Philippians 1:9–11 And it is my prayer that your love may abound more and more, with knowledge and all discernment, so that you may approve what is excellent, and so be pure and blameless for the day of Christ, filled with the fruit of righteousness that comes through Jesus Christ, to the glory and praise of God. That love would abound in the believers, that they would live holy lives and be found faithful.
Philippians 4:6–7 do not be anxious about anything, but in everything by prayer and supplication with thanksgiving let your requests be made known to God. And the peace of God, which surpasses all understanding, will guard your hearts and your minds in Christ Jesus. Pray without worry, with total thanksgiving, and receive peace no matter what.
Philippians 4:23 The grace of the Lord Jesus Christ be with your spirit. God’s grace.
Colossians 1:3–14 We always thank God, the Father of our Lord Jesus Christ, when we pray for you, since we heard of your faith in Christ Jesus and of the love that you have for all the saints, because of the hope laid up for you in heaven. Of this you have heard before in the word of the truth, the gospel, which has come to you, as indeed in the whole world it is bearing fruit and increasing—as it also does among you, since the day you heard it and understood the grace of God in truth, just as you learned it from Epaphras our beloved fellow servant. He is a faithful minister of Christ on your behalf and has made known to us your love in the Spirit. And so, from the day we heard, we have not ceased to pray for you, asking that you may be filled with the knowledge of his will in all spiritual wisdom and understanding, 10 so as to walk in a manner worthy of the Lord, fully pleasing to him, bearing fruit in every good work and increasing in the knowledge of God. May you be strengthened with all power, according to his glorious might, for all endurance and patience with joy, giving thanks to the Father, who has qualified you to share in the inheritance of the saints in light. He has delivered us from the domain of darkness and transferred us to the kingdom of his beloved Son, in whom we have redemption, the forgiveness of sins. Thanksgiving for the faith that saints are living with and their whole-hearted example as Christians. For strength, endurance, patience, joy. Praise and adoration to God for His power and victory. Praise to God for His merciful redemption and fogiveness of our sins through Christ.
Colossians 4:2–4 Continue steadfastly in prayer, being watchful in it with thanksgiving. At the same time, pray also for us, that God may open to us a door for the word, to declare the mystery of Christ, on account of which I am in prison— that I may make it clear, which is how I ought to speak. Be faithful and alert in your prayer life, be thankful, pray that the gospel would be spread.
1 Thessalonians 1:2–3 We give thanks to God always for all of you, constantly mentioning you in our prayers, remembering before our God and Father your work of faith and labor of love and steadfastness of hope in our Lord Jesus Christ. Thanksgiving for what God is doing in the lives of believers.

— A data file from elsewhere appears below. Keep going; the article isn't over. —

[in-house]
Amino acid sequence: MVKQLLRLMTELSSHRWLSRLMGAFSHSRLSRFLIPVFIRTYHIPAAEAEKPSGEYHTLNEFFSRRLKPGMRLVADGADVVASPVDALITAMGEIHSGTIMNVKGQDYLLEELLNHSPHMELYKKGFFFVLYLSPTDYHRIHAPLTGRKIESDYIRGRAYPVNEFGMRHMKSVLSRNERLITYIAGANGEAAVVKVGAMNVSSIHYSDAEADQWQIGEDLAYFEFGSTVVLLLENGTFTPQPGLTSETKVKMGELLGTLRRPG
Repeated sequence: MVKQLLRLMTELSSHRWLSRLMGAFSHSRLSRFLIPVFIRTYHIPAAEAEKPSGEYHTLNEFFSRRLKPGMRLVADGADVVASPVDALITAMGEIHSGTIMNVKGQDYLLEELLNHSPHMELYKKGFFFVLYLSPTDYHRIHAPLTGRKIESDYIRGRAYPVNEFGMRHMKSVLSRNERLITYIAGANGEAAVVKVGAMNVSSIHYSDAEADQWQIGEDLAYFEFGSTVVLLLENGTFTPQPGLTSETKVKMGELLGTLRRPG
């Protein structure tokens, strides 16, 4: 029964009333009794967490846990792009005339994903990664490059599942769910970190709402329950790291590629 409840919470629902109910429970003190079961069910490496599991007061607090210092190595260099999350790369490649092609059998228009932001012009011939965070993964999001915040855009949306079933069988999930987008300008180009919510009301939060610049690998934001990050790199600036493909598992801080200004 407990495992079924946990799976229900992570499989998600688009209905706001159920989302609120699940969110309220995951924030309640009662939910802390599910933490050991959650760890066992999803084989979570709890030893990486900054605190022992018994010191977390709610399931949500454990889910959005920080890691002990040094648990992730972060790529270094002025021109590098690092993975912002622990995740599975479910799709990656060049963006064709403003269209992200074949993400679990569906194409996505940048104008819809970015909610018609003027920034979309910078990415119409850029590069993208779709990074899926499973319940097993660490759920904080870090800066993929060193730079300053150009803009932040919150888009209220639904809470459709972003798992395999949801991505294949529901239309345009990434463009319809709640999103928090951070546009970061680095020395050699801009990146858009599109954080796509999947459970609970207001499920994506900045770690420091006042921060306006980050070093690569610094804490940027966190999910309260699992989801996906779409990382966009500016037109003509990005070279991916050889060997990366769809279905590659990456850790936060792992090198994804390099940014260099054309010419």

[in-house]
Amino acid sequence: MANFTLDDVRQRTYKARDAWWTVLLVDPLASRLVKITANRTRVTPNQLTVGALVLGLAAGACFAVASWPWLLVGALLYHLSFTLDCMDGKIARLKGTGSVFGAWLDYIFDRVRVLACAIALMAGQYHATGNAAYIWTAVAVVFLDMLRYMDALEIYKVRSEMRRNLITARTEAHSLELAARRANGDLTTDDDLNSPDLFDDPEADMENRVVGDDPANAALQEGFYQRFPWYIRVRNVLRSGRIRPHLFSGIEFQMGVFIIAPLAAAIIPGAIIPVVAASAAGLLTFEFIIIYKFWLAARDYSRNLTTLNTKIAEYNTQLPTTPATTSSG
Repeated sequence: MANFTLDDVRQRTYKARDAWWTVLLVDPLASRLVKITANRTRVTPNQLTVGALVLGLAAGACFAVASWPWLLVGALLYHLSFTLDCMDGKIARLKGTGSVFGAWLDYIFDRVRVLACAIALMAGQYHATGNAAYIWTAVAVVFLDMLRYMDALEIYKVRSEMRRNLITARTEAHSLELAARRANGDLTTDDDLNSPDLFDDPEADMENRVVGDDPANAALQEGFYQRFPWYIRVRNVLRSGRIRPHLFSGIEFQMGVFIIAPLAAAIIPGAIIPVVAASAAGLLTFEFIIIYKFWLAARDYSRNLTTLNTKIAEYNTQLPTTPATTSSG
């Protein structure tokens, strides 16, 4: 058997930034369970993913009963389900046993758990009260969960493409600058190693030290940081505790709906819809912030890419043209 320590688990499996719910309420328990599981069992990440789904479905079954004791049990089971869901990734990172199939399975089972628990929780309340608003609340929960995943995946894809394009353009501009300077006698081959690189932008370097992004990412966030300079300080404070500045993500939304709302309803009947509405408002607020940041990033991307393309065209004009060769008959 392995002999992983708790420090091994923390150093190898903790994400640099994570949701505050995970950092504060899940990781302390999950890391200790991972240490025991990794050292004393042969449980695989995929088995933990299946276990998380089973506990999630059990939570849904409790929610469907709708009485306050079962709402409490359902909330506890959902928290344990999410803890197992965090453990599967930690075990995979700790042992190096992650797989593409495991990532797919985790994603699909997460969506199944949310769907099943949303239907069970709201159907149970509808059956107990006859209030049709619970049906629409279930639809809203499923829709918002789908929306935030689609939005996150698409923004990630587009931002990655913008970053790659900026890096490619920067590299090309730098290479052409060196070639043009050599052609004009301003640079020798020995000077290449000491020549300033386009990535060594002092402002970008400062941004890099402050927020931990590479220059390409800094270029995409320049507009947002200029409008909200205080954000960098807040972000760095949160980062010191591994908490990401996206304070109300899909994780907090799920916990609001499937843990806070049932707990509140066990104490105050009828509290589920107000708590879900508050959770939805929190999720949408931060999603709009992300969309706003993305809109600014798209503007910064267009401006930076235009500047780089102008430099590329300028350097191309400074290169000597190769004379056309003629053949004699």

1 Thessalonians 2:13–16  And we also thank God constantly for this, that when you received the word of God, which you heard from us, you accepted it not as the word of men but as what it really is, the word of God, which is at work in you believers. For you, brothers, became imitators of the churches of God in Christ Jesus that are in Judea. For you suffered the same things from your own countrymen as they did from the Jews, who killed both the Lord Jesus and the prophets, and drove us out, and displease God and oppose all mankind by hindering us from speaking to the Gentiles that they might be saved—so as always to fill up the measure of their sins. But wrath has come upon them at last! Thanksgiving for the way believers received the word. Praise for the Word’s work in their lives.
1 Thessalonians 3:9–13 For what thanksgiving can we return to God for you, for all the joy that we feel for your sake before our God,  as we pray most earnestly night and day that we may see you face to face and supply what is lacking in your faith? Now may our God and Father himself, and our Lord Jesus, direct our way to you, and may the Lord make you increase and abound in love for one another and for all, as we do for you, so that he may establish your hearts blameless in holiness before our God and Father, at the coming of our Lord Jesus with all his saints. Praise and thanksgiving to God for the joy that comes from seeing believers live out their faith. Requesting that the Lord would grow their love for each other, that they’d be blameless/holy.
1 Thessalonians 5:23–24 Now may the God of peace himself sanctify you completely, and may your whole spirit and soul and body be kept blameless at the coming of our Lord Jesus Christ. He who calls you is faithful; he will surely do it. That God would sanctify(cleanse) the believers and they would be found blamess when Christ returns.
1 Thessalonians 5:28 The grace of our Lord Jesus Christ be with you. God’s grace.
2 Thessalonians 1:3–5 We ought always to give thanks to God for you, brothers, as is right, because your faith is growing abundantly, and the love of every one of you for one another is increasing. Therefore we ourselves boast about you in the churches of God for your steadfastness and faith in all your persecutions and in the afflictions that you are enduring. This is evidence of the righteous judgment of God, that you may be considered worthy of the kingdom of God, for which you are also suffering— Thankgiving because the faith in God and love for each other is growing.